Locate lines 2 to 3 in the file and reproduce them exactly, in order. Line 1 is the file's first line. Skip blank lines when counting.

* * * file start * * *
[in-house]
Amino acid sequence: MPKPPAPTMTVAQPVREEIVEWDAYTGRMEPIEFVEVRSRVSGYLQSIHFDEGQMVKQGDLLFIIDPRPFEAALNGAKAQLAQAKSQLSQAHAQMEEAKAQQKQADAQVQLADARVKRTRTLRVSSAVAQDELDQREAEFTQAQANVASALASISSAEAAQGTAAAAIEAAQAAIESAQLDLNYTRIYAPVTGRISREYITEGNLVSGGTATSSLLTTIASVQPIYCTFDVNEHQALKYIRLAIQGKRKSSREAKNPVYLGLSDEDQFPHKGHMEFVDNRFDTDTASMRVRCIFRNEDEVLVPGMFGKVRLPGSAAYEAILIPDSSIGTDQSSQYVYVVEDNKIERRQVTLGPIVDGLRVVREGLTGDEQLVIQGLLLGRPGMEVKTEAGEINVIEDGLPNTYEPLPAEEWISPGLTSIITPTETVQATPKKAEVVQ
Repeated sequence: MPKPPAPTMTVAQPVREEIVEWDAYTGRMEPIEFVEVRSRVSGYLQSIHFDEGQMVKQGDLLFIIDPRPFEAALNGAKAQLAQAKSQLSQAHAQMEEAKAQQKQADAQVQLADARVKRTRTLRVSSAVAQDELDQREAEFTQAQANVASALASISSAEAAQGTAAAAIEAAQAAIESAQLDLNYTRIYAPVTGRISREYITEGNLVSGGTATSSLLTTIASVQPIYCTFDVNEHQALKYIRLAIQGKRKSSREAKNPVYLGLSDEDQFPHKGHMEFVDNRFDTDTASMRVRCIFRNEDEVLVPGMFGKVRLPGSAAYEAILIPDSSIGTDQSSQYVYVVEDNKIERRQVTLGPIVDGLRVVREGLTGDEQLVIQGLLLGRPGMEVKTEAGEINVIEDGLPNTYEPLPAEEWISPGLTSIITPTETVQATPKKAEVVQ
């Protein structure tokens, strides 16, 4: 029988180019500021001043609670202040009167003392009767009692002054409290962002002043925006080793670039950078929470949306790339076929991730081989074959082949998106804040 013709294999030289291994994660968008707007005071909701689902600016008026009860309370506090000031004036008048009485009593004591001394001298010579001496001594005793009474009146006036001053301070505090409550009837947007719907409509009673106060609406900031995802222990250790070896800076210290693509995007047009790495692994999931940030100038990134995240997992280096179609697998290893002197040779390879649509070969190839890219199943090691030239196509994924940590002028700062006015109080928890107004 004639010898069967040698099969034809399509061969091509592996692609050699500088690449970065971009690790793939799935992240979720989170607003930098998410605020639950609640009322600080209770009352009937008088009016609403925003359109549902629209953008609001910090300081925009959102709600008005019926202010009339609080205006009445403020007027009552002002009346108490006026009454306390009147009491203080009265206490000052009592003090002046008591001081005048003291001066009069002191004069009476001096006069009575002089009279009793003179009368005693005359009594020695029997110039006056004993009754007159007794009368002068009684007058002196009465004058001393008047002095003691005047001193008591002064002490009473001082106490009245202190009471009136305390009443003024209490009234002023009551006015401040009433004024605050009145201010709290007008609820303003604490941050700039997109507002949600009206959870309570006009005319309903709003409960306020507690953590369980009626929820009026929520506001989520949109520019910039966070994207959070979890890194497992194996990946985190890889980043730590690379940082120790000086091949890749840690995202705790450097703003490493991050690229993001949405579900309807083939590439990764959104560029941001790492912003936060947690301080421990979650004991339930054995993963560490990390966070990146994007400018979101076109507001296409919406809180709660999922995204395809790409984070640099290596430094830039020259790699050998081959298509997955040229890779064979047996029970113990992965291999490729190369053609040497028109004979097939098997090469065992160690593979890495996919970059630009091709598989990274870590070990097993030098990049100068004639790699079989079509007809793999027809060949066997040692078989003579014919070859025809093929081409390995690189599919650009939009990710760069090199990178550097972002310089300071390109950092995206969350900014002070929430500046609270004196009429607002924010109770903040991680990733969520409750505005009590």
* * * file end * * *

Amino acid sequence: MPKPPAPTMTVAQPVREEIVEWDAYTGRMEPIEFVEVRSRVSGYLQSIHFDEGQMVKQGDLLFIIDPRPFEAALNGAKAQLAQAKSQLSQAHAQMEEAKAQQKQADAQVQLADARVKRTRTLRVSSAVAQDELDQREAEFTQAQANVASALASISSAEAAQGTAAAAIEAAQAAIESAQLDLNYTRIYAPVTGRISREYITEGNLVSGGTATSSLLTTIASVQPIYCTFDVNEHQALKYIRLAIQGKRKSSREAKNPVYLGLSDEDQFPHKGHMEFVDNRFDTDTASMRVRCIFRNEDEVLVPGMFGKVRLPGSAAYEAILIPDSSIGTDQSSQYVYVVEDNKIERRQVTLGPIVDGLRVVREGLTGDEQLVIQGLLLGRPGMEVKTEAGEINVIEDGLPNTYEPLPAEEWISPGLTSIITPTETVQATPKKAEVVQ
Repeated sequence: MPKPPAPTMTVAQPVREEIVEWDAYTGRMEPIEFVEVRSRVSGYLQSIHFDEGQMVKQGDLLFIIDPRPFEAALNGAKAQLAQAKSQLSQAHAQMEEAKAQQKQADAQVQLADARVKRTRTLRVSSAVAQDELDQREAEFTQAQANVASALASISSAEAAQGTAAAAIEAAQAAIESAQLDLNYTRIYAPVTGRISREYITEGNLVSGGTATSSLLTTIASVQPIYCTFDVNEHQALKYIRLAIQGKRKSSREAKNPVYLGLSDEDQFPHKGHMEFVDNRFDTDTASMRVRCIFRNEDEVLVPGMFGKVRLPGSAAYEAILIPDSSIGTDQSSQYVYVVEDNKIERRQVTLGPIVDGLRVVREGLTGDEQLVIQGLLLGRPGMEVKTEAGEINVIEDGLPNTYEPLPAEEWISPGLTSIITPTETVQATPKKAEVVQ